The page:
Her lungs burned more with every step. The height difference became readily apparent every time she strayed her eyes from the trail. The surrounding landscape stood still while the ground underneath her shifted with every step. Her brain--despite knowing it was just an illusion--still reeled from vertigo. She wanted so much to drop her pack and turn around and not even bother with the top. But then she thought, what if she ran into that ranger down the trail? How big of a smile would he have knowing that she gave up? It would be his ultimate vindication and she did not want to give it to him.
In front of her was the mountain itself; behind, an endless jagged expanse, the trees she had emerged from became a dark-green swath with only a tiny cut at the edge betraying the trail fading into the brush. Small ponds could be seen in the distance, tucked in between two competing mountains. No little fishes swam inside and the tell-tale dull green of algae was absent, forced to find solidarity with the trees at lower altitudes. Straight up only a few whiffs of clouds ambled by, surrounded by a brilliant blue unfettered by smog, gradually shading white as it stretched down to meet the ground at infinity.

The summit was in view. The sight didn't encourage her to go any faster, only to keep trudging along at her slow but constant pace. The altitude and strain ceased to be a novelty. every ache and pain had now become a part of her.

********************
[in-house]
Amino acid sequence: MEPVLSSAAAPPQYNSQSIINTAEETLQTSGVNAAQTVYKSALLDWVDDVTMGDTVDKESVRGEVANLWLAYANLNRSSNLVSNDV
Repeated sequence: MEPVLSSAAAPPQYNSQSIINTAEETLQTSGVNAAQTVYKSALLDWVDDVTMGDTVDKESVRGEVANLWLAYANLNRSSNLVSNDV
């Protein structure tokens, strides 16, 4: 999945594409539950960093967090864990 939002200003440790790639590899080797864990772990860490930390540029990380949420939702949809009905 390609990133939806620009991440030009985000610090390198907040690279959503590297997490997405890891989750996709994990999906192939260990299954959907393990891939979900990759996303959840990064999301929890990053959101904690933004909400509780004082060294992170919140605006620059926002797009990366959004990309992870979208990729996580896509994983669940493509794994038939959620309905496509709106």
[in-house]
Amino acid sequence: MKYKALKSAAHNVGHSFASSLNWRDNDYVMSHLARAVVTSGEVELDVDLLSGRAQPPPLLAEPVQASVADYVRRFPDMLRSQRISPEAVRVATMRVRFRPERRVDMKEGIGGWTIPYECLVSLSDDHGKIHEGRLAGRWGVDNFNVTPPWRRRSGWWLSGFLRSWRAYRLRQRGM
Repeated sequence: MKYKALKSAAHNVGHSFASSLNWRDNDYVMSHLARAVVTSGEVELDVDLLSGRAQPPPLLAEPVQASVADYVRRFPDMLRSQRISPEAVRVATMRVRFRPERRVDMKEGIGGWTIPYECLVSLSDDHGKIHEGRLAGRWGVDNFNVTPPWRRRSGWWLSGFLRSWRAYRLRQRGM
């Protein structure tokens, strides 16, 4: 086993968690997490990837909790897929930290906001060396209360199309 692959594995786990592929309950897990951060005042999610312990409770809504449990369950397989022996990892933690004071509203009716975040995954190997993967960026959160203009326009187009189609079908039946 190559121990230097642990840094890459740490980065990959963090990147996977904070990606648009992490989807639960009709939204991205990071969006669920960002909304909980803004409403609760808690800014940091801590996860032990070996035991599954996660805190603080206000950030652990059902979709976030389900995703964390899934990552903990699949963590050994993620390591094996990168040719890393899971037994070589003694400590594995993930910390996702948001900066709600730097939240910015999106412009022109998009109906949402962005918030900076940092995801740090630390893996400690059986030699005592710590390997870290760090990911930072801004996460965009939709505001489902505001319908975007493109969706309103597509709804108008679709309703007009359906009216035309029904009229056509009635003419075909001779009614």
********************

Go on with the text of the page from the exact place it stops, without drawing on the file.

As she rounded the lip a strong gust of wind hit her straight on, the last little obstacle laughing as it impeded her. There was nothing special on top, no banner with her name on it or a victory tape stretched tight to run through, or any other human soul in sight. She loosened the straps on her backpack and let it slide to the ground, thankful for the moment's reprieve. A brass disc drilled into a large rock welcomed her to the top and listed the elevation, a number she memorized. Tucked into the rocks was a plastic water-tight tube holding a logbook where any climber could put their name down and any message they could manage to think of. She used the pen provided--barely usable after years of neglect and multiple seasons of freezing and thawing--to scrawl her name and the date but left the message blank.

She now commanded a full view of the landscape. Everywhere there was mountains, some barren, some with residual snow. A small smile appeared slowly crept to her face. There are higher mountains, longer trails, steeper slopes and more challenging terrain, but for just this moment this mountain was hers. The smile grew larger and more confidant as the full experience slowly seeped in. It wasn't the view, however glorious, or the crispness of the air, or the solid foundation below her. The smile was not because of her senses, but from an old barrier deep inside slowly deteriorating, letting loose a flood of emotions.

A couple scrambled quickly to the top, out of breath and wobbly but jubilant. The male punched the air and let out a mighty roar. The couple hugged each other and stumbled forward in exultation. She smiled, sharing in their joy. She would go down the mountain with a new piece added to her life. Her actions would not change much, only imperceptibly, but her walk would be different, the way she held her shoulders, her facial expressions would be a little cockier and upturned, everything about her would be infinitesimally different in a way only she could understand. On top of the mountain she could see her old self staring up, see the way she once was and how she had improved just today, just this very moment. She hoisted up her pack and with a tug and little jump yanked the straps down, then set out. Only the first half of her hike was finished, but rest was downhill, into the lush forests and alongside the sparkling stream.